A Collaboration with the University of Pittsburgh

Sri Lanka disputes UN claims that torture is 'routine'

[JURIST] Sri Lankan Human Rights Minister Mahinda Samarasinghe Wednesday dismissed claims [press release] made earlier this week by UN Special Rapporteur on Torture Manfred Nowak that torture was widespread and routine [JURIST report] throughout Sri Lanks. Samarasinghe said that in meetings with officials in Sri Lanka [JURIST news archive], Nowak indicated his use of the phrase "widely practiced" meant that torture allegations came from people in diverse locations rather than that it was a common, systematic practice. Samarasinghe added that Nowak's conclusions did not take into account Sri Lankan efforts to comply with his preliminary recommendations, which included the adoption of a "zero-tolerance" policy on torture.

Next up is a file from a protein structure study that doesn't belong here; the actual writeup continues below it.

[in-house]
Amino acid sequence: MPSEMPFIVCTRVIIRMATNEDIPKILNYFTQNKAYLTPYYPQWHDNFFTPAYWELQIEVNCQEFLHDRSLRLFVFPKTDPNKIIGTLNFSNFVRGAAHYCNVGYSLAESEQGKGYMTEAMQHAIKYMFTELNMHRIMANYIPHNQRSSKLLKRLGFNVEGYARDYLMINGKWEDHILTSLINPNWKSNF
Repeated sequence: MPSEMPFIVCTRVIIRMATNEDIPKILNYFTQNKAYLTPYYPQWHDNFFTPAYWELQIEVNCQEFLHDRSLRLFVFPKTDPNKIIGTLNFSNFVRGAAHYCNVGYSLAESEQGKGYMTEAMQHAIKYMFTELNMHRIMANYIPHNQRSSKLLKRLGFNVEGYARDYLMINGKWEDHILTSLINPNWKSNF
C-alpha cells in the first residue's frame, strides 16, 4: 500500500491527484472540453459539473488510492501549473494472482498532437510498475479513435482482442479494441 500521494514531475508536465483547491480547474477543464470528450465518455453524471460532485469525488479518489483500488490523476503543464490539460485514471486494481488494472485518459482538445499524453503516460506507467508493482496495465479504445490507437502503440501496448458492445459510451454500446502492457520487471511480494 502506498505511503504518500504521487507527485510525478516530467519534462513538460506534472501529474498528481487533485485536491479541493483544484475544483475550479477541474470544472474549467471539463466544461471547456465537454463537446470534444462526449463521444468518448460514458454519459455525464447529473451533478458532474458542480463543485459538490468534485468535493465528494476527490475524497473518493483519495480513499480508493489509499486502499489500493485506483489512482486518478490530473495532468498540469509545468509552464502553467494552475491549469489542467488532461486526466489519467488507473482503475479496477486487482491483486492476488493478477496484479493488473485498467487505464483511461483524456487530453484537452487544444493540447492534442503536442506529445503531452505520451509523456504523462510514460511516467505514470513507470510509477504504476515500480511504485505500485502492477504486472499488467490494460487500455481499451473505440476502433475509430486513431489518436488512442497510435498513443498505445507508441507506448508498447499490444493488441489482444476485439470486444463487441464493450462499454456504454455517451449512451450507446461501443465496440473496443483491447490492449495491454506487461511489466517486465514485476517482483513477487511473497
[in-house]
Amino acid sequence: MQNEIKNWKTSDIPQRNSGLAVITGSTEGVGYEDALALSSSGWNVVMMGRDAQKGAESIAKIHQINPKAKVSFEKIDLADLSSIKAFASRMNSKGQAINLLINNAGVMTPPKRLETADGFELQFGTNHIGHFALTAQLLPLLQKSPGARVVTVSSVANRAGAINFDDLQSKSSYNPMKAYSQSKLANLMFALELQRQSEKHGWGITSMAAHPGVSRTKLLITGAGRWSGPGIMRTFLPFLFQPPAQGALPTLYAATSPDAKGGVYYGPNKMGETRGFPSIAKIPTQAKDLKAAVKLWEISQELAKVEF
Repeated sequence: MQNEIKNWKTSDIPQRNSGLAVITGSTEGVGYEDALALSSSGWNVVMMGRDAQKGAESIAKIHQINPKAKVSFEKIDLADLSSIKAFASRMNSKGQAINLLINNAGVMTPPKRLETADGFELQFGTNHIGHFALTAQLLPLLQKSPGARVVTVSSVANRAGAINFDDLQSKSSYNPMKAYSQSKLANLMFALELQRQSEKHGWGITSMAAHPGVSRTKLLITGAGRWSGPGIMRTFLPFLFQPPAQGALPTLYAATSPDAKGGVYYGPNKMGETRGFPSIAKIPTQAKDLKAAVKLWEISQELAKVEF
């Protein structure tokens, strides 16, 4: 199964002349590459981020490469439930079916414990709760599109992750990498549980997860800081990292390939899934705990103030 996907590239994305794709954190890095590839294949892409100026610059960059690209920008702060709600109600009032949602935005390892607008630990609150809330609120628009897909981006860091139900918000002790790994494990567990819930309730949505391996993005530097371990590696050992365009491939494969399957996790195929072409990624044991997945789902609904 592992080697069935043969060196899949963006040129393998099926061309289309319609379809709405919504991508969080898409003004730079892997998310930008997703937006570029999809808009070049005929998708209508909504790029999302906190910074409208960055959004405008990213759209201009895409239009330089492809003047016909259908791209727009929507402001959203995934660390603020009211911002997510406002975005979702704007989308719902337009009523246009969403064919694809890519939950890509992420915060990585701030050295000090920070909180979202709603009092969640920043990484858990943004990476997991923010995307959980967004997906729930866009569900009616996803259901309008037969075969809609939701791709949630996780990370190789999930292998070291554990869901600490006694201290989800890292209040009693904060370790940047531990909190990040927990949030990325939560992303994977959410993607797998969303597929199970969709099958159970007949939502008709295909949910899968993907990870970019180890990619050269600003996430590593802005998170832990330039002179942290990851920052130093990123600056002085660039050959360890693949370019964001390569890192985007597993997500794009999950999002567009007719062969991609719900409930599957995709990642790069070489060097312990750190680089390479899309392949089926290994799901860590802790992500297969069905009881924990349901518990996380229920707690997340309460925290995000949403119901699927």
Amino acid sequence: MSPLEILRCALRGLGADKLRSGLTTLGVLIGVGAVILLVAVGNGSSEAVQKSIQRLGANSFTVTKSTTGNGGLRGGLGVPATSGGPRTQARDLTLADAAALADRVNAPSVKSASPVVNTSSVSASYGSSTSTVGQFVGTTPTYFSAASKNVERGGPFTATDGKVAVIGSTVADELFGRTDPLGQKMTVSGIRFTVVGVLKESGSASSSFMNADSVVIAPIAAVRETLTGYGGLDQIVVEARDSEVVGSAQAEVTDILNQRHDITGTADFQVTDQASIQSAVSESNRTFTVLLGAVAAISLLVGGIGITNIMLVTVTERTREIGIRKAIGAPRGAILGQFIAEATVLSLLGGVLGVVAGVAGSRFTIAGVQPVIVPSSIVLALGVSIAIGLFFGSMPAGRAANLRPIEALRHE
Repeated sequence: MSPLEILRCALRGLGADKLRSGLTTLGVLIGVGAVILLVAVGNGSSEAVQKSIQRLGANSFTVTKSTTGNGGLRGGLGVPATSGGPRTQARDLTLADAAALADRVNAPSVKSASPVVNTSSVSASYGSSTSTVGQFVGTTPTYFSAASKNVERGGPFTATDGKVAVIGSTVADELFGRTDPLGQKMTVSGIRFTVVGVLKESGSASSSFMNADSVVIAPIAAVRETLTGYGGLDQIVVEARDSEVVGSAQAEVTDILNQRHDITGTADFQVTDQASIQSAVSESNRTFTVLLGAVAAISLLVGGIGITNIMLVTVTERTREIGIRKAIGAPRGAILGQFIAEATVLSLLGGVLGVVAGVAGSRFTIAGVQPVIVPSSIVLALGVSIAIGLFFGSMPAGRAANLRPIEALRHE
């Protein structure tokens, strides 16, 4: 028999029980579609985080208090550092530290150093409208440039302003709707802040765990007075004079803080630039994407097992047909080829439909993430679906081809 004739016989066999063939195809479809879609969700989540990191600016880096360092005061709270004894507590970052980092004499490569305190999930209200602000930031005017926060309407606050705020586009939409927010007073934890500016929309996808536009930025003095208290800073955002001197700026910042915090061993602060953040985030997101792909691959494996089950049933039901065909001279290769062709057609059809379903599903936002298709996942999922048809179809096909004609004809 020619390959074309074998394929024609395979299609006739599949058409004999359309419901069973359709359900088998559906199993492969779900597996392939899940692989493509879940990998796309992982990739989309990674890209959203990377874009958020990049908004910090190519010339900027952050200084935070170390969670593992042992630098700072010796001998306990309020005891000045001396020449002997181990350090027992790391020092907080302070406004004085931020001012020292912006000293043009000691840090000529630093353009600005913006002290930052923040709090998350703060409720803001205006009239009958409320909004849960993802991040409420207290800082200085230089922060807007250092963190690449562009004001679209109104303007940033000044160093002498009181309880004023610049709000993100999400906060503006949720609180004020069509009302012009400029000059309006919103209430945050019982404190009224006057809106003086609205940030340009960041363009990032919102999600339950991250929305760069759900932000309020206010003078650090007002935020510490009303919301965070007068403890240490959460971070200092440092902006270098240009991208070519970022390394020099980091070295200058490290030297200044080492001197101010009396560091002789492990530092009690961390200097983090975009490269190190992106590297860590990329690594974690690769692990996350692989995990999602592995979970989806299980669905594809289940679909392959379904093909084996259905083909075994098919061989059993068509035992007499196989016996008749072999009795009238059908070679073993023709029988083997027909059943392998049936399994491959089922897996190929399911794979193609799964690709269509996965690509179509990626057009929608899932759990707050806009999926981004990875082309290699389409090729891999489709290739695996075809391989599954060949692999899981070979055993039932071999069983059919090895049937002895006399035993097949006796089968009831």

Earlier this month, Samarasinghe rejected a proposal [JURIST report] by UN High Commissioner for Human Rights Louise Arbour [official website] that would place a UNOHCHR monitoring mission in the country. Sri Lanka has been in a drawn-out conflict with the Liberation Tigers of Tamil Eelam [CFR backgrounder] rebel group for two decades, with fighting escalating in 2006. Human rights groups have pointed to abuses by both sides in the conflict, but have lately accused the government of an increased number of violations [JURIST report]. AFP has more.

About Paper Chase

Paper Chase is JURIST's real-time legal news service, powered by a team of 30 law student reporters and editors led by law professor Bernard Hibbitts at the University of Pittsburgh School of Law. As an educational service, Paper Chase is dedicated to presenting important legal news and materials rapidly, objectively and intelligibly in an accessible format.

© Copyright JURIST Legal News and Research Services, Inc., 2013.